An increasing number of nursing staff are thinking of leaving the profession, with many citing pay as a reason, a poll suggests.
A survey of 41,798 UK nursing staff by the Royal College of Nursing (RCN) found 73 per cent said higher pay would make them feel more valued.
More than one in three (36 per cent) are thinking of leaving their job, up from 27 per cent in a similar poll at the end of last year.
Of those thinking of leaving, 61 per cent cited pay as a factor.
Other factors included the way nursing staff have been treated during the Covid-19 pandemic (44 per cent), low staffing levels (43 per cent), and lack of management support (42 per cent).
The RCN said the findings are alarming given there were around 40,000 nursing vacancies in England’s NHS before the pandemic even started.
RCN chief executive Dame Donna Kinnair said: “The responses from our members working in all sectors reveal how their professional lives have been changed by the pandemic.
“Existing tensions have been exacerbated by the pandemic. Earlier sticking plasters are no longer covering gaping holes.
“The Government must take steps to retain the nursing staff we have, as well as to increase entry into the profession.
“Investment in staffing and pay is about both patient safety and the health of our workers.
“That is how to strengthen all NHS and care services to help keep patients safe.”
Of all those surveyed, 93 per cent were registered nurses, health visitors or midwives, 1 per cent were nursing associates and 5 per cent nursing support workers.
Some 73 per cent worked in the NHS, while others worked in social care and independent sector providers (8 per cent), GP practices (7 per cent), as well as prisons, local authorities, education and the armed forces.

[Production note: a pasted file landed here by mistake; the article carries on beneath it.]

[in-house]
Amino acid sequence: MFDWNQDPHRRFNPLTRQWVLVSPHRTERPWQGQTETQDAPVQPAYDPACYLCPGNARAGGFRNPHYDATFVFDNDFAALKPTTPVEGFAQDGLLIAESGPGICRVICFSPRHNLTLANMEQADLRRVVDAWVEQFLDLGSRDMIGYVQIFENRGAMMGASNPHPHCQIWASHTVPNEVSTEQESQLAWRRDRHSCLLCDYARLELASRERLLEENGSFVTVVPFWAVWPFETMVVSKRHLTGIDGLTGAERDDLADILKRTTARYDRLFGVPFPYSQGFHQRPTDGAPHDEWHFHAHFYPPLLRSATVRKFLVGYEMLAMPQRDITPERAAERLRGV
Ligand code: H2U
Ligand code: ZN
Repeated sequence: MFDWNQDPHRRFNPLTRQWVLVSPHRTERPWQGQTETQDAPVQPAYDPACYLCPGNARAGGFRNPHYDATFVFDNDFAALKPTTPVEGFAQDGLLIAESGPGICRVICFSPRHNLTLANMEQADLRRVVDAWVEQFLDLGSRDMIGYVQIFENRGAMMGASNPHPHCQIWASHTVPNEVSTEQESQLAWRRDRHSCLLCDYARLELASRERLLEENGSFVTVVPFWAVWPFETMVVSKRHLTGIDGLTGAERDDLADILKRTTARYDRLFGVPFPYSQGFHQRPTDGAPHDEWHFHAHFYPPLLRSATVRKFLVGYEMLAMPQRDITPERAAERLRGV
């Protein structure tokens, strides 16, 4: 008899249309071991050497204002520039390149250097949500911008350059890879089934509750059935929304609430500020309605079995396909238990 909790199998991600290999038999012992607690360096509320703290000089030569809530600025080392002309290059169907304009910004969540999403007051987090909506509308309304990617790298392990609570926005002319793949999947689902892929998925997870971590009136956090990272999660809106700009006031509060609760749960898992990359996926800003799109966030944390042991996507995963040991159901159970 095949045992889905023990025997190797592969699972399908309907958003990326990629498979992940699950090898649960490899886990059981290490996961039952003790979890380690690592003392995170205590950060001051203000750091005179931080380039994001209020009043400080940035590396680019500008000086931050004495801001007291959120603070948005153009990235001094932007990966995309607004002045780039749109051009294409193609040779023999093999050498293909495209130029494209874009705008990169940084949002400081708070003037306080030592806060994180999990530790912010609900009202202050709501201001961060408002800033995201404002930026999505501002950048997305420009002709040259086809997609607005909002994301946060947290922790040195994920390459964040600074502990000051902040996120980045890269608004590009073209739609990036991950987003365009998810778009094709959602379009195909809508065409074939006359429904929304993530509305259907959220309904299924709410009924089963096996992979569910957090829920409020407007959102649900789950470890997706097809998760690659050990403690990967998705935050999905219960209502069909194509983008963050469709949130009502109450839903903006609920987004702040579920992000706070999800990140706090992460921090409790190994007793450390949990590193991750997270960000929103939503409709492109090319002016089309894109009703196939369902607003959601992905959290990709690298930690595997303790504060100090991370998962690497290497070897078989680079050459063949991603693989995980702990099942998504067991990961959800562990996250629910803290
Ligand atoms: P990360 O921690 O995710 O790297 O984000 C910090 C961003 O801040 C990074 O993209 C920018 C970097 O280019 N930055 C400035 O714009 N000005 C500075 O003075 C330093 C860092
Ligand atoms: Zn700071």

Unison head of health Sara Gorton said: “Nurses along with other health workers have dealt with huge challenges during the pandemic.
“Even with the drive and commitment they’ve shown, it’s understandable many feel undervalued and some may consider enough’s enough.
“That’s why it’s more important than ever the Government recognises their efforts and helps to hold on to experienced nurses.
“They can do that by giving all NHS staff the fair and early pay rise health unions and the public are calling for.”
“We want to attract and retain brilliant nursing staff”
A spokesperson for the Department of Health and Social Care said: “We are incredibly grateful for the dedication NHS nursing staff have shown during the pandemic. We want to attract and retain brilliant nursing staff, make the NHS the best possible place to work and have 50,000 more nurses by end of this Parliament, with already over 12,000 more nurses joining since last year.
“More than one million NHS workers continue to benefit from the three-year Agenda for Change pay deal, under which the starting pay for a newly qualified nurse has increased by over 12 per cent since 2017/18.
“The independent NHS Pay Review Body makes recommendations to Government on pay increases and we will consider their advice when we receive it.”
Related: Boris Johnson launches search for £100k-a-year spokesperson to front government press briefings